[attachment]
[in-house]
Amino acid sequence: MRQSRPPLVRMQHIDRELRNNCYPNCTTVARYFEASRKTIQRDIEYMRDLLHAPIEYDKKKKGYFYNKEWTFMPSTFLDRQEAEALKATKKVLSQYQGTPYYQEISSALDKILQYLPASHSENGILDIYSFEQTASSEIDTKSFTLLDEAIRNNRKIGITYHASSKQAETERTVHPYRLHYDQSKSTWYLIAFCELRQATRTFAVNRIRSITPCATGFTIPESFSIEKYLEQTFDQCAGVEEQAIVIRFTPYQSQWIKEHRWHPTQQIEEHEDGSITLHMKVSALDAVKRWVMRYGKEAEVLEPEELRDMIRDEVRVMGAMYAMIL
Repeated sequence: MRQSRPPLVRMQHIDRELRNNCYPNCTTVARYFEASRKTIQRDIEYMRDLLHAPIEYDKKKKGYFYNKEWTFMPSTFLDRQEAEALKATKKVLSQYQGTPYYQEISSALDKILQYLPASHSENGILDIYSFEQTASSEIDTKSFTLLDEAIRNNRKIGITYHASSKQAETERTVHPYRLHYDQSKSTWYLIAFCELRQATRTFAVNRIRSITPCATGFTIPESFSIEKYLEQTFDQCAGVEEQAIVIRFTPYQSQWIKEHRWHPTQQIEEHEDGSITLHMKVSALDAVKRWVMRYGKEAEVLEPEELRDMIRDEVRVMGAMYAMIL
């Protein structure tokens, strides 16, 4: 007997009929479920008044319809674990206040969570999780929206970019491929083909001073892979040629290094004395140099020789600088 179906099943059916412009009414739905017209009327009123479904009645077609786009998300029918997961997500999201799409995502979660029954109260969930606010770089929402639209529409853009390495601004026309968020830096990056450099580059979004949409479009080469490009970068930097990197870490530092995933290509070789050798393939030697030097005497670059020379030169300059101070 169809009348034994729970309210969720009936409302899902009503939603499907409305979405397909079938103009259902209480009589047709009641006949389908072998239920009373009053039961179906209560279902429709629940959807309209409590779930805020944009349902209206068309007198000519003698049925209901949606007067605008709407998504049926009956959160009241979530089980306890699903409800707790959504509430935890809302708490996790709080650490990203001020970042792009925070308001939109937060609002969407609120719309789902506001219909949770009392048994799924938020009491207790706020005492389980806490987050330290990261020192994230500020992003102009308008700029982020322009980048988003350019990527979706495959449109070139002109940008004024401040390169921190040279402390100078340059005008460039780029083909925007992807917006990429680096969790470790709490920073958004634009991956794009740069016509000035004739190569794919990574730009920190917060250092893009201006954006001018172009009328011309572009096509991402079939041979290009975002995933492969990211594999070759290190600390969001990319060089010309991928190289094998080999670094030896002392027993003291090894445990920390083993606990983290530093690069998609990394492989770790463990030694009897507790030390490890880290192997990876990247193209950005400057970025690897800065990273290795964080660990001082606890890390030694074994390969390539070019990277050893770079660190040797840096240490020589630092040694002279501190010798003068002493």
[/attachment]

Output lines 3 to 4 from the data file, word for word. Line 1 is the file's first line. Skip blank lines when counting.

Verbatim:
Repeated sequence: MRQSRPPLVRMQHIDRELRNNCYPNCTTVARYFEASRKTIQRDIEYMRDLLHAPIEYDKKKKGYFYNKEWTFMPSTFLDRQEAEALKATKKVLSQYQGTPYYQEISSALDKILQYLPASHSENGILDIYSFEQTASSEIDTKSFTLLDEAIRNNRKIGITYHASSKQAETERTVHPYRLHYDQSKSTWYLIAFCELRQATRTFAVNRIRSITPCATGFTIPESFSIEKYLEQTFDQCAGVEEQAIVIRFTPYQSQWIKEHRWHPTQQIEEHEDGSITLHMKVSALDAVKRWVMRYGKEAEVLEPEELRDMIRDEVRVMGAMYAMIL
């Protein structure tokens, strides 16, 4: 007997009929479920008044319809674990206040969570999780929206970019491929083909001073892979040629290094004395140099020789600088 179906099943059916412009009414739905017209009327009123479904009645077609786009998300029918997961997500999201799409995502979660029954109260969930606010770089929402639209529409853009390495601004026309968020830096990056450099580059979004949409479009080469490009970068930097990197870490530092995933290509070789050798393939030697030097005497670059020379030169300059101070 169809009348034994729970309210969720009936409302899902009503939603499907409305979405397909079938103009259902209480009589047709009641006949389908072998239920009373009053039961179906209560279902429709629940959807309209409590779930805020944009349902209206068309007198000519003698049925209901949606007067605008709407998504049926009956959160009241979530089980306890699903409800707790959504509430935890809302708490996790709080650490990203001020970042792009925070308001939109937060609002969407609120719309789902506001219909949770009392048994799924938020009491207790706020005492389980806490987050330290990261020192994230500020992003102009308008700029982020322009980048988003350019990527979706495959449109070139002109940008004024401040390169921190040279402390100078340059005008460039780029083909925007992807917006990429680096969790470790709490920073958004634009991956794009740069016509000035004739190569794919990574730009920190917060250092893009201006954006001018172009009328011309572009096509991402079939041979290009975002995933492969990211594999070759290190600390969001990319060089010309991928190289094998080999670094030896002392027993003291090894445990920390083993606990983290530093690069998609990394492989770790463990030694009897507790030390490890880290192997990876990247193209950005400057970025690897800065990273290795964080660990001082606890890390030694074994390969390539070019990277050893770079660190040797840096240490020589630092040694002279501190010798003068002493």